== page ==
e-commerce companies have been once considered nearly invincible as they liberated themselves and made record profits. But lately, they’ve been challenging a new market shaped by three major trends: the slow growth of online shopping, the impact of recent iOS privacy updates on social media acquisition strategies (leading to higher costs), and macroeconomic uncertainty.
While these factors are largely out of the retailers’ control, we’re seeing several new companies adapt by securing existing customers and building their organic brand.
In this post, we’ll take a closer look at the key trends and their impact on e-commerce, as well as a few tactics businesses can use to continue to thrive in this new retail climate.
New Retail Challenge
First, e-commerce growth as a percentage of total global sales has not continued to hold up as strongly as expected post-pandemic. Statistics reports that e-commerce accounted for 12.9% of total U.S. retail sales in Q4 2021, up from 13.6% in the previous year. It is likely that growth was slowed down for a few quarters and is now back on track, albeit still up.
Most brands will find it difficult to drive growth through customer acquisition in 2022.
At the same time, customer acquisition costs have risen due to recent iOS updates as Apple continues to roll out and build on privacy features. Devices running the new OS have limited third-party tracking capabilities that platforms like Facebook (or Instagram) depend on.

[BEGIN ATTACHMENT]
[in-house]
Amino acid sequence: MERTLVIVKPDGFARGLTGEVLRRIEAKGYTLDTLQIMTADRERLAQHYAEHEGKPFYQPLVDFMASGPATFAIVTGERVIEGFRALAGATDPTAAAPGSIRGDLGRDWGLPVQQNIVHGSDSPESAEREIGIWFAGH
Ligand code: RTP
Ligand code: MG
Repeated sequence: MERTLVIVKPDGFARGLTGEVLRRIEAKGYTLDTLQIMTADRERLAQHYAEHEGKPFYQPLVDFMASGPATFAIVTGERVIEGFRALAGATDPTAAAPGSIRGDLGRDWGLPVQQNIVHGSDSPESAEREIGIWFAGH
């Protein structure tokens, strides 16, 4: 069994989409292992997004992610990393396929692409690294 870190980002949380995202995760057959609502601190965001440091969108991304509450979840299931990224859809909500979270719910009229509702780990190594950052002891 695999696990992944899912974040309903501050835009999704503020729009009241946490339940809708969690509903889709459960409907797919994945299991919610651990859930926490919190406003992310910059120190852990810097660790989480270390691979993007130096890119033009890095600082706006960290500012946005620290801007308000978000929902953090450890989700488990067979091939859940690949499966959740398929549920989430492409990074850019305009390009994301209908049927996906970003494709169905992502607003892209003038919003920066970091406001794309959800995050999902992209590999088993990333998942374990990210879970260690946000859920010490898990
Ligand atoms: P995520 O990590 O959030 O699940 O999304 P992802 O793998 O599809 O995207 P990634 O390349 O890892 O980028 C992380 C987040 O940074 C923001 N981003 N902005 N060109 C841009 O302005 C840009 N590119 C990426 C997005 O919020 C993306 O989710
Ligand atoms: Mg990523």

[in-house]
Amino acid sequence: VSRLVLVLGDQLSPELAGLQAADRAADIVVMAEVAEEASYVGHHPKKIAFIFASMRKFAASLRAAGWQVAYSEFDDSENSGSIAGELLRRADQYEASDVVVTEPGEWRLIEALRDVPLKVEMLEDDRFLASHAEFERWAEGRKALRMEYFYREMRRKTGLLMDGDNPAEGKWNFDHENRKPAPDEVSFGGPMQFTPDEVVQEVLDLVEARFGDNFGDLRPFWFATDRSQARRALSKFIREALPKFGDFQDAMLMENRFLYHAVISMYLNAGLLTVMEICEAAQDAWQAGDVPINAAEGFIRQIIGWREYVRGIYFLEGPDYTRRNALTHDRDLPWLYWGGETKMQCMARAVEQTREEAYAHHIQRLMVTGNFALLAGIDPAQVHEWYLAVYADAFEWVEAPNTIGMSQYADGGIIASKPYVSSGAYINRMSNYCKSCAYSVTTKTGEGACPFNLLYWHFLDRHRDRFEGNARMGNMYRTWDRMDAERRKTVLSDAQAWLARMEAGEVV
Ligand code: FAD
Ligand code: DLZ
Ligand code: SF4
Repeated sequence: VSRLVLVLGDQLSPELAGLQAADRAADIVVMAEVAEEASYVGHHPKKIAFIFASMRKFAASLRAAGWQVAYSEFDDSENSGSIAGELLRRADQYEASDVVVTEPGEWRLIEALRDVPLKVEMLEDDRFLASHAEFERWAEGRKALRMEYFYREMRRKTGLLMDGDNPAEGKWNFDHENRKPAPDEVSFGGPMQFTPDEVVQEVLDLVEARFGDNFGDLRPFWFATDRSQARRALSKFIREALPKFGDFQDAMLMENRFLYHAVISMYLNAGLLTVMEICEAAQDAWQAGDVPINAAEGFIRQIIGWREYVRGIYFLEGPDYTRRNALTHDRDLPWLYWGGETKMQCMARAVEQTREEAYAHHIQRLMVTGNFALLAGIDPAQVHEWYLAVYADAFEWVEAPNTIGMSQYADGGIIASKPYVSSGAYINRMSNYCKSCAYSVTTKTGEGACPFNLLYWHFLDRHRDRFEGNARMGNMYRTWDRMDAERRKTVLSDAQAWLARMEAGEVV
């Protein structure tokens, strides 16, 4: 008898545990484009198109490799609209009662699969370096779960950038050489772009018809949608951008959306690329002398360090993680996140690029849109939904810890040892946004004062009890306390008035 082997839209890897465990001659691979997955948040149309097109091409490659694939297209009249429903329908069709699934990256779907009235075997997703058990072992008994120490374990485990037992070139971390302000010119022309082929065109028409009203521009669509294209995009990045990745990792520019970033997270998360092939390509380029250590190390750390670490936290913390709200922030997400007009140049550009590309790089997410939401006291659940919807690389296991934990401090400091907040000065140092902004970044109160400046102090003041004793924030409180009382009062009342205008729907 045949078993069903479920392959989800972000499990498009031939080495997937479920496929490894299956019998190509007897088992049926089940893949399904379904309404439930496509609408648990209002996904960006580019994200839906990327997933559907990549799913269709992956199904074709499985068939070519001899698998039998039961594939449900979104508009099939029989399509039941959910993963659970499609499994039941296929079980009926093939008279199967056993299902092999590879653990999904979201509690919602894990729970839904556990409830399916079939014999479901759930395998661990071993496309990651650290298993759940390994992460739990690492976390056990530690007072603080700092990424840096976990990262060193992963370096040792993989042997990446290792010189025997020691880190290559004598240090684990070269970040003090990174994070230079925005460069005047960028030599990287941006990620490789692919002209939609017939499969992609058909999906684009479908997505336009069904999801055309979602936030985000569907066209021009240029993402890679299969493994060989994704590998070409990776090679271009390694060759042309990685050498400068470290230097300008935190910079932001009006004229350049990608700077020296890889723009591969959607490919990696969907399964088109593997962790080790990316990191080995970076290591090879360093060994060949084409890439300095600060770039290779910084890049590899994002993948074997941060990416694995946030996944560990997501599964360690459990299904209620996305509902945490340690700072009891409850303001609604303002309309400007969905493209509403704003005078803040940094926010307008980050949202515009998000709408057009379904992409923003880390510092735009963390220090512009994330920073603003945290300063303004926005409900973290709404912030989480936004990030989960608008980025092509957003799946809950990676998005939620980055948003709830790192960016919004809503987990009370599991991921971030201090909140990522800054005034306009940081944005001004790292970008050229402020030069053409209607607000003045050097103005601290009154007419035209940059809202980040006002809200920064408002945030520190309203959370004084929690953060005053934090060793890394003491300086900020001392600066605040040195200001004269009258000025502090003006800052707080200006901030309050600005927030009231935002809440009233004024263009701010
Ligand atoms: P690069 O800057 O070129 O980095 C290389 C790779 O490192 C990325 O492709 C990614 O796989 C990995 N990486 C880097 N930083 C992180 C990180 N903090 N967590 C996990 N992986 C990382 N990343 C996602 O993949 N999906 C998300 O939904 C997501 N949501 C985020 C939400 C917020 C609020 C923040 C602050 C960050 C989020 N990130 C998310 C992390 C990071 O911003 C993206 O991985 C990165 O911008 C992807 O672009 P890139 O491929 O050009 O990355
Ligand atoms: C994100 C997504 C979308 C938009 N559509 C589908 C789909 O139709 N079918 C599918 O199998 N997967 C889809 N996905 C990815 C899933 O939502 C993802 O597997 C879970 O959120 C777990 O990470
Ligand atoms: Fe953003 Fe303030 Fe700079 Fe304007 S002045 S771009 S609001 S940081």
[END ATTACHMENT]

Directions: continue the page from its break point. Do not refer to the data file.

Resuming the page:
Brands no longer have access to previously available broad audience targeting and optimization capabilities, so brands are seeing performance degradation and higher total acquisition costs, causing many to leave these platforms.
Finally, there is a new threat fast approaching and clouding the e-commerce landscape: macroeconomic uncertainty with potential cutbacks in discretionary spending. This is already showing in the weak earnings of major retailers such as Target and Walmart, where we are seeing non-discretionary earnings growth accelerate due to inflation, while sales of discretionary goods are slowing down.
What can be done to combat these threats? E-commerce businesses need to focus on two main areas: (1) gain a foothold – get existing customers to stay longer and spend more, and (2) build a stronger brand – reduce reliance on social media to organically drive better customer acquisition and conversion rates.
Strengthen existing customers
The first step is to reduce customer churn and increase the average order value (AOV). This helps brands protect conversions and predict success while balancing profitable acquisitions as conversions drop due to larger industry changes (such as increased acquisition costs and supply chain issues).
Credit: techcrunch.com /